Thursday, June 13

An Editor Whose Business Is Fitness

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Molly Mirhashem is used to running around in circles — literally.

Six days a week, Ms. Mirhashem runs near her home in Crown Heights, Brooklyn. Much of her weekly mileage takes place on the same, roughly 3.5-mile loop of a nearby park. Her training will come in handy: This weekend, she is running the Buffalo Marathon in upstate New York. It will be her ninth time gutting out 26.2 miles since she first caught the marathon bug in 2017.

Ms. Mirhashem, an editor on the Well desk covering fitness, came to The New York Times last month from Outside Magazine, where she spent eight years assigning and editing health and wellness articles, among other responsibilities.

One of her goals at The Times is to reach readers who are dabbling in fitness, but want a little extra guidance.

“There are beginners, who we often speak to, and then there are experts looking for the tiniest, marginal gain in their marathon time,” she said in a recent interview. “I think there is room to serve those readers in the middle ground.”

Here, Ms. Mirhashem shares what motivates her to hit the ground running — in her new job, that is — and the biggest challenges of the fitness beat. These are edited excerpts.

Were you always interested in fitness?

I am a lifelong runner. I started running in youth track and field, and stuck with it through high school. I ran track and cross-country in college, and then tried marathons after that.

When did your love of fitness merge with your passion for journalism?

For a short while after college, I worked in political news media in D.C. Then, in 2016, I moved to Santa Fe to work at Outside as an editorial assistant. That was the first time that I started melding my personal interest in health and fitness with my work. At Outside, it was broader than just fitness — I worked on all kinds of health and wellness stories.

What does a week in fitness look like for you?

A lot of people think that because I’m an editor working in the fitness space, I take a bunch of supplements, or I’m doing all sorts of crazy workout classes. My routine is pretty simple. I run six days a week. I do some light mobility work and bodyweight exercises, though not as much as research says I should do.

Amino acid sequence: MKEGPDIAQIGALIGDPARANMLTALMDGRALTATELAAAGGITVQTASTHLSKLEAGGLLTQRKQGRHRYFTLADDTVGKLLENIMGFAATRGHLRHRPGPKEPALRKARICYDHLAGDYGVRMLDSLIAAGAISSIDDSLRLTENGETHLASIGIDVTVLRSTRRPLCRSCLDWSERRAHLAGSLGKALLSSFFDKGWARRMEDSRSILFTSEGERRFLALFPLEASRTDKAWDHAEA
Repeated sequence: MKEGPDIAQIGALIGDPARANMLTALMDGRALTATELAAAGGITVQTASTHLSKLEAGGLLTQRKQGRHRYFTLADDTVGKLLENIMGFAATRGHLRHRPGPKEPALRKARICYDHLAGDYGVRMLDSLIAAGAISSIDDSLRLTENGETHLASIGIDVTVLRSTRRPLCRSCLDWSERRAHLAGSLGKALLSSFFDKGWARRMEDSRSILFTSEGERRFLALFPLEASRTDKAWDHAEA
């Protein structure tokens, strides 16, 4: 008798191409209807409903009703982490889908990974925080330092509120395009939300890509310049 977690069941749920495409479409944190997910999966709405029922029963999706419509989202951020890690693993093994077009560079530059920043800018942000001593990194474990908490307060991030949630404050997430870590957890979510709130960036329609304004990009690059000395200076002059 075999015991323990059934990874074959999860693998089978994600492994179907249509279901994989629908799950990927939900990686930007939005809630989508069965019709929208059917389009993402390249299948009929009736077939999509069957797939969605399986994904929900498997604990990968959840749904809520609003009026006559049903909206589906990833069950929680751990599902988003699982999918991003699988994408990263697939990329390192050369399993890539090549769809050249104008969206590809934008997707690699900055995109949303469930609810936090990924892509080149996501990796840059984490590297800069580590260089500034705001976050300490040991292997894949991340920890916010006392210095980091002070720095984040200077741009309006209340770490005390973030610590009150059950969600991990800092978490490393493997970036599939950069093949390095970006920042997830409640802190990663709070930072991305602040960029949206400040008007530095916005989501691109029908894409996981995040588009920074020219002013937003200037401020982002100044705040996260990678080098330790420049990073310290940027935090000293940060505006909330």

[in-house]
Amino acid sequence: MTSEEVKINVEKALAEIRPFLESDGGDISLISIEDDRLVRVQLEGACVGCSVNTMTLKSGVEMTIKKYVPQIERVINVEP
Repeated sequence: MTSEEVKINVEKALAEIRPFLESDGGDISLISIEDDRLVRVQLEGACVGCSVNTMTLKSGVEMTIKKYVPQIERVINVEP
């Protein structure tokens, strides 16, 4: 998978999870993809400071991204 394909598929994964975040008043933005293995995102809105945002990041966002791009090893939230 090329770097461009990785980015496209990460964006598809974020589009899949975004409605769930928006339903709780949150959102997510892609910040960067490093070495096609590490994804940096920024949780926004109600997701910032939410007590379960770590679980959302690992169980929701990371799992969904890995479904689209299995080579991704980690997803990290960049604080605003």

What’s the biggest challenge of your beat?

Fitness advice can feel boring and repetitive, but so much of fitness is really about finding a type of movement that you enjoy, practicing it consistently, making sure you’re resting enough and drinking enough water. A lot of people just don’t have time for that. Finding new ways to present the basics — in a way that is enticing to people who are not necessarily excited about exercise or running a marathon — is the biggest challenge.

Where do you find ideas for articles?

I read a lot of newsletters in the health and fitness space so that’s one place. Also, because I have been a runner for so long, a big part of my community and my friend group are runners or people who are just interested in fitness and exercise. So conversations happen organically among people I know, and then I have to do the work of looking into whether certain ideas are solid or just anecdotal. At Outside, I also had a really great stable of columnists and reporters who were on the ground, keeping up with new research and having conversations with people all the time.

Is there an article from Outside that you are particularly proud of?

I edited a column for about seven years called “Sweat Science” that was written by Alex Hutchinson. He covered the emerging science in endurance sports and exercise science. He has a Ph.D. in physics and is an elite runner, but he had such a knack for distilling takeaways. Working with him really informed my whole philosophy about the role of service journalism in this space, and how important it is to have a skeptical eye, but also to be empathetic.

I also worked on a lot of stories about the gender gap in sports science research, and how little of the research is performed on women. Many of those stories were written by Christine Yu, who went on to write a book about how a lot of training and nutrition protocols are based on small studies that don’t include women by design, and what that means for female athletes.

What song is on repeat on your workout playlist?

I don’t listen to music when I run.

Wow. Why is that?

I like to be aware of my surroundings and the outdoors. Even if I’m running the same loop of a park for the millionth time, I like to feel like I’m taking it in. Also, on a more technical level, I find it harder to gauge my effort level if I’m listening to something.

So you are just listening to your inner monologue?

Yes, unfortunately.